Page last updated at 08:17 GMT, Monday, 30 June 2008 09:17 UK

Talking Shop: Freemasons

Music producers the Freemasons have become a well-known name in the world of remixing.

Brighton-based pair Russell Small and James Wiltshire have worked their magic on hits by artists like Beyonce and Kelly Rowland.

Their remix of Beyonce's Deja Vu earned them a Grammy nomination in 2006, but they also release their own original dance tracks.

As the pair prepare to release their latest original song, When You Touch Me, Russell Small discusses the tools of their trade - and their decision to remain largely out of the spotlight.

How would you describe yourselves?

James Wiltshire (l) and Russell Small are the force behind the Freemasons

We're just dance producers. I wouldn't call ourselves a band even though we put out artist albums. It's a hard one to define and we use various vocalists, never sticking to one.

How do you choose the artists that you work with?

We have a lot of people on MySpace asking if they can write or sing for us. We invite people who write without backing tracks to send us songs and have picked up some good ones. We just go for the song, its quality and the vocal delivery every time.

Because of our success in other areas we have a much better database of artists than before.

How did you get to work with Beyonce?

We did a remix for a US artist called Heather Hedley which went to number one in the US dance charts, and a couple of weeks later our manager went on a conference call with Beyonce and her people.

They asked us to do Deja Vu and then wanted us to remix her album, but we said no. Not everything suited us and some vocals were far too slow to be reworked, so we ended up doing just selected tracks.

Beyonce's music has been remixed by the British pair

Is there any singer whose work you'd like to get your hands on?

James has always wanted to work with Annie Lennox and I've always wanted to work with George Michael. We've put the feelers out there a couple of times.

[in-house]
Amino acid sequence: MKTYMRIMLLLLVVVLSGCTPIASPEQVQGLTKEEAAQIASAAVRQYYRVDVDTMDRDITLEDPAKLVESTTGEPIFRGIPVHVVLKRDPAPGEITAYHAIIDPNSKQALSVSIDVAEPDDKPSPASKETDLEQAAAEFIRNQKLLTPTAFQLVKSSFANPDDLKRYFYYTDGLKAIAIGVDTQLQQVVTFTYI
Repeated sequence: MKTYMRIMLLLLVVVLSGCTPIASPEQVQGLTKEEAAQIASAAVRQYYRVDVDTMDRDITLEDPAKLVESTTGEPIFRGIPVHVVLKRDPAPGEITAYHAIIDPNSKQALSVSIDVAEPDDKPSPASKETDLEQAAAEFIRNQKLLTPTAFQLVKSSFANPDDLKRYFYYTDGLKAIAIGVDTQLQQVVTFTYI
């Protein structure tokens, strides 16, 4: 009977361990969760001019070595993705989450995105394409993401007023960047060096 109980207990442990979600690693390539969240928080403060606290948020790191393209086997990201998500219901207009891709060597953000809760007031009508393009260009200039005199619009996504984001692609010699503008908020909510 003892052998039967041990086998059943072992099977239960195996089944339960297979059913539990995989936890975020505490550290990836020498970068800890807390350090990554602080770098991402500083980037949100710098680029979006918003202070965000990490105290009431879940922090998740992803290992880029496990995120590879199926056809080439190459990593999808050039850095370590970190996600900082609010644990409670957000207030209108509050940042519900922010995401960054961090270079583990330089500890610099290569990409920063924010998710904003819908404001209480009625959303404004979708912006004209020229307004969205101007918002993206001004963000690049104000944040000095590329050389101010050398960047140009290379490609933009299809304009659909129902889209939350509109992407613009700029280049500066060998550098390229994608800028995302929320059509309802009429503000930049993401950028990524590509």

Do you ever work directly with frontline artists and what do you do with their vocals?

We've just co-produced a track for Will Young's new album and he came to my house to record some vocals. But material from the US, including Beyonce and Kelly Rowland, just gets sent over. We play with it and then send it back.

We've got a great stretching programme for vocals but if it isn't done properly then it doesn't sound right.

You are very successful musicians, so why do you choose to stay out of the limelight?

We prefer to be in the studio and work there Monday to Friday. We DJ at the weekends which is about the only time we put ourselves out on show.

We're both quite private people and quite like being able to walk down the road and nobody gives a monkey's.
Freemasons' Russell Small on staying out of the limelight

We're not into being in music videos as we're both over the age of 30. That'd be like watching a couple of granddads dancing.

We've been invited to go on Graham Norton's show and have agreed to do it, but have got out of doing any promotional work for about four years now.

Is it harder being less recognisable and known more as a "brand"?

Within music industry circles you get talked about more than you think. Those are the kind of people who know who's remixing and producing. Not being out there is not so hard for us when it comes to record companies deciding whether they want to use us.

How did you come by your name?

It's the name of the local pub at the top of the road. Thinking up a name of a band or act is a hard thing and it seemed like a good idea at the time. We don't go in there so much now.

Freemason's single When You Touch Me featuring vocals by Katherine Ellis is released in the UK on 30 June. Russell Small was talking to BBC News entertainment reporter Michael Osborn.

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